The Chairman: Thank you for voicing your opinion in the fashion you did. It needs to be said from time to time.

Senator Andreychuk: You did receive expenses to come here. In other words, your travel was paid for. You said that you came on your own time.

Mr. Brant: I had to take time off from work. I do that for any activity I involve myself in.

Senator Andreychuk: Your comment was not on expenses, it was on time away from work.

Mr. Brant: Right. The First Nations pay their people a per diem of several hundred dollars a day for this type of activity. We are not eligible for that. As a consequence, I am paying someone else to do my job.

Senator Andreychuk: I just wanted to ensure that I understood.I understand your first point, the problem of future generations that will not be covered under the term "aboriginal." How many of you think there should be structures that take into account off-reserve situations? How many of you are entitled to be part of an existing band or reserve?

Mr. Brant: All three of us here are and the majority of our band council is, too.

Senator Andreychuk: Can you return to vote in those structures?

Mr. Brant: I cannot vote in my reserve.

Senator Andreychuk: Why?

Mr. Brant: I am a member of the band but I do not reside there.

Senator Andreychuk: It is because of residency restrictions imposed by your band.

Mr. Kirkness: I can run for chief in my band but I cannot vote.I cannot even vote for myself.

Senator Andreychuk: Again, this is because of residency restrictions?

Senator Gill: That is the case.

Senator Andreychuk: If you were able to live off reserve and vote, would you change the existing structures to take into account the on-reserve and off-reserve situation and put that in the hands of some democratic process within the band?

Mr. Brant: The reserves, as they currently exist, are grievously underfunded. While I hold a great deal of animosity towards Indian Affairs for its lack of supplemental assistance, help, program delivery, et cetera in the urban centres; to do something at the expense of the current very meagre resources in the First Nations is a horrific idea. You would be asking me to see that my kids eat while I am taking food away from my brother's children on the reserve. That is, in essence, what Indian Affairs has told us. They have told us that if a new band is formed, they will take the same pie and slice it differently.

From the beginning there was inequity in the division and the size of the pie, things have just progressively worsened. Many people were cast aside in hopes of liability limitation. However, liability limitation has never worked for the Government of Canada. The government tried to ignore liability with the Japanese internees, but they have recently received compensation. The government also tried to ignore liability to merchant seamen from the Second World War, but they also have received compensation. Lately, attempts have been made to discharge liability towards 50 per cent of the status Indians who now reside off reserve and that has not worked either.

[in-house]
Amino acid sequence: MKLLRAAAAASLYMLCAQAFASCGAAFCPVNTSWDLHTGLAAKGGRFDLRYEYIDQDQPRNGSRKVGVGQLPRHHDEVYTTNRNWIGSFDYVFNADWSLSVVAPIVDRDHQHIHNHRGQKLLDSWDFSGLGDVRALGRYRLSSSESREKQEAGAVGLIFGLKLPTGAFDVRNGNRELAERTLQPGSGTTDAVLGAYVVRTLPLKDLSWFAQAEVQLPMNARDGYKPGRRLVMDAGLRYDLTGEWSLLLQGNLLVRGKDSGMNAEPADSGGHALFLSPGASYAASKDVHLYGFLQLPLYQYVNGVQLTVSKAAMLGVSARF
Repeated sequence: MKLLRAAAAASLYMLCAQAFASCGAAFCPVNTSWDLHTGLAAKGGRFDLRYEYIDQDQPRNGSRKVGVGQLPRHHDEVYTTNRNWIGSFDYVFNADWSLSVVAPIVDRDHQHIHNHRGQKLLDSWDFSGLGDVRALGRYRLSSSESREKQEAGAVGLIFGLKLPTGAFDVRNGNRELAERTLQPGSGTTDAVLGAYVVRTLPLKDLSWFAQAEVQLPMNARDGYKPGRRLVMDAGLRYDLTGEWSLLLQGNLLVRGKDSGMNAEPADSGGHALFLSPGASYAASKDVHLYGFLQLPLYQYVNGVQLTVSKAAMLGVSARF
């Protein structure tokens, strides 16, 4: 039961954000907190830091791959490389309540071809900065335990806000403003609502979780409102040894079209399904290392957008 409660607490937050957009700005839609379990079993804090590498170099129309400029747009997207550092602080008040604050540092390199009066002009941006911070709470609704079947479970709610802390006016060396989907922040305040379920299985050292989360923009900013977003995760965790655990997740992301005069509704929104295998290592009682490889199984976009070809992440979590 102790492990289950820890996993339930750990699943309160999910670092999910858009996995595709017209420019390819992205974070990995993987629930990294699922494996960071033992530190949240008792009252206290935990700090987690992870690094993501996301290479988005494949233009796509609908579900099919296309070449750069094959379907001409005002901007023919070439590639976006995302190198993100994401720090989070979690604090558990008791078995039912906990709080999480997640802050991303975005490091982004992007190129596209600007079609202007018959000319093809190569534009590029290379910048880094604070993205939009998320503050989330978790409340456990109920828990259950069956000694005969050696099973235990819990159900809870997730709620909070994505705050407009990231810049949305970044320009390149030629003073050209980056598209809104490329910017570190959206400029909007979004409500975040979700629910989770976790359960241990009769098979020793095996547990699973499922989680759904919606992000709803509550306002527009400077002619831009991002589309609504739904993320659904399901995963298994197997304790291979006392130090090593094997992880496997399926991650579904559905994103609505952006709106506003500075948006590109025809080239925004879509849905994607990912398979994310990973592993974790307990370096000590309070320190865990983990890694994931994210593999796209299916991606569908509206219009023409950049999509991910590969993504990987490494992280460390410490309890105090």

Can you tell me, senator, what would happen if you were to try to tell the Toronto Dominion Bank that you are only going to pay the royals' portion of the national debt? That is in essence what is going on.

Senator Andreychuk: If the economics were not the issue, what would be the best way to go about obtaining self-government for the entire group? Is it better to go through the existing bands and allow broader representation, or is it better to create two streams, one for off-reserve and one for on-reserve individuals?

Mr. Brant: Off-reserve is a separate issue. I will speak again very specifically of Winnipeg. Winnipeg has representation from 62 Manitoba bands. More than 10 per cent of Winnipeg's population is now Indian. This number is growing rapidly. It is projected that by the year 2025, 25 per cent of the total population of Winnipeg will be Indian.

Senator Mahovlich: What is the population of Winnipeg?

Mr. Brant: It is 600,000. In any event, we would then have a circumstance where 62 bands, if they were going to represent their urban people, would have to set up offices. In addition to that, Winnipeg, because of its geographic location, has another 60 bands that are located in Northern Ontario with members in the City of Winnipeg. It would be far better to see local Winnipeg organizations deliver services to those who are entitled, and to allow the people, the individuals who have status or who are recognized, to carry, as I described in the document I have presented, chits for service and to take them to service providers wherever they may reside. Again, it can be done at the community level, which is the most cost effective way. Ottawa is a wonderful city, but I do not think it needs more bureaucrats.

Mr. Chartrand: There must be a blanket system. I do not think it will work if we try to push something like that through an individual band. It must be across the nation. The First Nations passed a resolution last summer, one part of which says that the treaty and aboriginal rights of First Nations people, and the benefits which flow from these rights, are not dependent upon the place of residence. It does not matter where you live. These programs should come to the First Nations people. However, when we approach them, as I did a short while ago regarding a couple of cases, they say, "They are off the reserve, so there is nothing we can do." They are going contrary to their own resolution.